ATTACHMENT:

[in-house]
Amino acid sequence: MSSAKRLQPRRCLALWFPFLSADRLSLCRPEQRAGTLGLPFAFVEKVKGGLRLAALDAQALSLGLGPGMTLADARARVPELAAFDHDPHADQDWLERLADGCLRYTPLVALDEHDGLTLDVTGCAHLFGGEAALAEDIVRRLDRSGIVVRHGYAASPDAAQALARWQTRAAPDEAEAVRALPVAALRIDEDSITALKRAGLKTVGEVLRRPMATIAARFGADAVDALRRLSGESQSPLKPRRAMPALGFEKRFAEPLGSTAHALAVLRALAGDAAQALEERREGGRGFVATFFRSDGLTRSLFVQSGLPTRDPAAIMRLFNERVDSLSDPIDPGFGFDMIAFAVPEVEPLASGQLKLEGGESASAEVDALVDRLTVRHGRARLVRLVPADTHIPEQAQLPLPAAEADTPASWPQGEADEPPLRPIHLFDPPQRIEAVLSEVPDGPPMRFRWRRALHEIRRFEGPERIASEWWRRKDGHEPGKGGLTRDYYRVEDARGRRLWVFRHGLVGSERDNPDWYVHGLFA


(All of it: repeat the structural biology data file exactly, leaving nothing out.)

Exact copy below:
[in-house]
Amino acid sequence: MSSAKRLQPRRCLALWFPFLSADRLSLCRPEQRAGTLGLPFAFVEKVKGGLRLAALDAQALSLGLGPGMTLADARARVPELAAFDHDPHADQDWLERLADGCLRYTPLVALDEHDGLTLDVTGCAHLFGGEAALAEDIVRRLDRSGIVVRHGYAASPDAAQALARWQTRAAPDEAEAVRALPVAALRIDEDSITALKRAGLKTVGEVLRRPMATIAARFGADAVDALRRLSGESQSPLKPRRAMPALGFEKRFAEPLGSTAHALAVLRALAGDAAQALEERREGGRGFVATFFRSDGLTRSLFVQSGLPTRDPAAIMRLFNERVDSLSDPIDPGFGFDMIAFAVPEVEPLASGQLKLEGGESASAEVDALVDRLTVRHGRARLVRLVPADTHIPEQAQLPLPAAEADTPASWPQGEADEPPLRPIHLFDPPQRIEAVLSEVPDGPPMRFRWRRALHEIRRFEGPERIASEWWRRKDGHEPGKGGLTRDYYRVEDARGRRLWVFRHGLVGSERDNPDWYVHGLFA